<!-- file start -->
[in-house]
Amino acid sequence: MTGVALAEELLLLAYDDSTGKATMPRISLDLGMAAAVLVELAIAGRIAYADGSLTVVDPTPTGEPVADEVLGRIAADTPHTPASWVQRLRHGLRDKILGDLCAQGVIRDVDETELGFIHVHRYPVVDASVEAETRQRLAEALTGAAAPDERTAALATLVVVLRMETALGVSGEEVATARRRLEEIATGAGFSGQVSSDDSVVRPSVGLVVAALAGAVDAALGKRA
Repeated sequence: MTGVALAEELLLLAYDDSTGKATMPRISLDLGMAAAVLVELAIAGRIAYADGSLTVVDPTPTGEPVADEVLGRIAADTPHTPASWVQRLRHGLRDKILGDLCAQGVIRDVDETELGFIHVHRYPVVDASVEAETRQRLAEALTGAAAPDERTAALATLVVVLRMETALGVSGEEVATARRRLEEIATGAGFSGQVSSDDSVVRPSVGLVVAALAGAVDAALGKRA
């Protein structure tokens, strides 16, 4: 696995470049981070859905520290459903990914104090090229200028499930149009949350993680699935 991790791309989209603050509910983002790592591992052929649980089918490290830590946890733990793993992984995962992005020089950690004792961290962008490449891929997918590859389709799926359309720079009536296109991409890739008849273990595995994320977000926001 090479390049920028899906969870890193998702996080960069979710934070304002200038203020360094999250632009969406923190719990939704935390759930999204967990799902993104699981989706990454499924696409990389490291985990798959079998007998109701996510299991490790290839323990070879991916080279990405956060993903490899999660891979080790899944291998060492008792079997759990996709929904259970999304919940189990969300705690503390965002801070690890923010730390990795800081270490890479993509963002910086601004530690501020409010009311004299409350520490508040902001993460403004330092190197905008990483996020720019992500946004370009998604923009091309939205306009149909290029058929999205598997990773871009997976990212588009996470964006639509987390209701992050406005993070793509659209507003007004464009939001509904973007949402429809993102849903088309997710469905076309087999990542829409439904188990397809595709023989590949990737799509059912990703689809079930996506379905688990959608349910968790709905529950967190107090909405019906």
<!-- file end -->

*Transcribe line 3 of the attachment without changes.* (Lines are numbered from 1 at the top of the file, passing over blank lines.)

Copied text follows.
Repeated sequence: MTGVALAEELLLLAYDDSTGKATMPRISLDLGMAAAVLVELAIAGRIAYADGSLTVVDPTPTGEPVADEVLGRIAADTPHTPASWVQRLRHGLRDKILGDLCAQGVIRDVDETELGFIHVHRYPVVDASVEAETRQRLAEALTGAAAPDERTAALATLVVVLRMETALGVSGEEVATARRRLEEIATGAGFSGQVSSDDSVVRPSVGLVVAALAGAVDAALGKRA